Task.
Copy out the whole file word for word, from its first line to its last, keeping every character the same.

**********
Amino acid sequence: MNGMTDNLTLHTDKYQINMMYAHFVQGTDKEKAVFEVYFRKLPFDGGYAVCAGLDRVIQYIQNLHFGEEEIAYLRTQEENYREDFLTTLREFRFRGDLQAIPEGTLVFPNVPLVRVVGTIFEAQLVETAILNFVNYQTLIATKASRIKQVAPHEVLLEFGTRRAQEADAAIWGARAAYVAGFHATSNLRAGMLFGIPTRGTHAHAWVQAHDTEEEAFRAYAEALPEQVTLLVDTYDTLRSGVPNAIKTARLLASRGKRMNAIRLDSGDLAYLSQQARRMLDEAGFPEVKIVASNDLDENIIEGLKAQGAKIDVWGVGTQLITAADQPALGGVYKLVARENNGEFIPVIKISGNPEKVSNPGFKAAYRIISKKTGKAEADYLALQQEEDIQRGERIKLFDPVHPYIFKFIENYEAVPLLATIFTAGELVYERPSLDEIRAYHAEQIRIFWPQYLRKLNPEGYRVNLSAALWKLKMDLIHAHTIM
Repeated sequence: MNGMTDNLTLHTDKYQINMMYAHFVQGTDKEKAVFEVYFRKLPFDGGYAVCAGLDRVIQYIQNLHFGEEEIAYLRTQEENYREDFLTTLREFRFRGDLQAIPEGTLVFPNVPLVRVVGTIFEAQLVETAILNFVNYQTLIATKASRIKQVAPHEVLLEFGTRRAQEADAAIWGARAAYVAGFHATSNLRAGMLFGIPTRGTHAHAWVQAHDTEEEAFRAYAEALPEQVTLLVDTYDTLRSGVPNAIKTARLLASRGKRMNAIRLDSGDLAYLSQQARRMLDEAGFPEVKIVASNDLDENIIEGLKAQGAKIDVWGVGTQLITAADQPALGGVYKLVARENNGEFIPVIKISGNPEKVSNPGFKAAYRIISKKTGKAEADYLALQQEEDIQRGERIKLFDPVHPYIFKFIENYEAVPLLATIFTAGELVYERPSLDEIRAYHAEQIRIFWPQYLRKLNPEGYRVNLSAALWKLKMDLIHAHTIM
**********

Amino acid sequence: MNGMTDNLTLHTDKYQINMMYAHFVQGTDKEKAVFEVYFRKLPFDGGYAVCAGLDRVIQYIQNLHFGEEEIAYLRTQEENYREDFLTTLREFRFRGDLQAIPEGTLVFPNVPLVRVVGTIFEAQLVETAILNFVNYQTLIATKASRIKQVAPHEVLLEFGTRRAQEADAAIWGARAAYVAGFHATSNLRAGMLFGIPTRGTHAHAWVQAHDTEEEAFRAYAEALPEQVTLLVDTYDTLRSGVPNAIKTARLLASRGKRMNAIRLDSGDLAYLSQQARRMLDEAGFPEVKIVASNDLDENIIEGLKAQGAKIDVWGVGTQLITAADQPALGGVYKLVARENNGEFIPVIKISGNPEKVSNPGFKAAYRIISKKTGKAEADYLALQQEEDIQRGERIKLFDPVHPYIFKFIENYEAVPLLATIFTAGELVYERPSLDEIRAYHAEQIRIFWPQYLRKLNPEGYRVNLSAALWKLKMDLIHAHTIM
Repeated sequence: MNGMTDNLTLHTDKYQINMMYAHFVQGTDKEKAVFEVYFRKLPFDGGYAVCAGLDRVIQYIQNLHFGEEEIAYLRTQEENYREDFLTTLREFRFRGDLQAIPEGTLVFPNVPLVRVVGTIFEAQLVETAILNFVNYQTLIATKASRIKQVAPHEVLLEFGTRRAQEADAAIWGARAAYVAGFHATSNLRAGMLFGIPTRGTHAHAWVQAHDTEEEAFRAYAEALPEQVTLLVDTYDTLRSGVPNAIKTARLLASRGKRMNAIRLDSGDLAYLSQQARRMLDEAGFPEVKIVASNDLDENIIEGLKAQGAKIDVWGVGTQLITAADQPALGGVYKLVARENNGEFIPVIKISGNPEKVSNPGFKAAYRIISKKTGKAEADYLALQQEEDIQRGERIKLFDPVHPYIFKFIENYEAVPLLATIFTAGELVYERPSLDEIRAYHAEQIRIFWPQYLRKLNPEGYRVNLSAALWKLKMDLIHAHTIM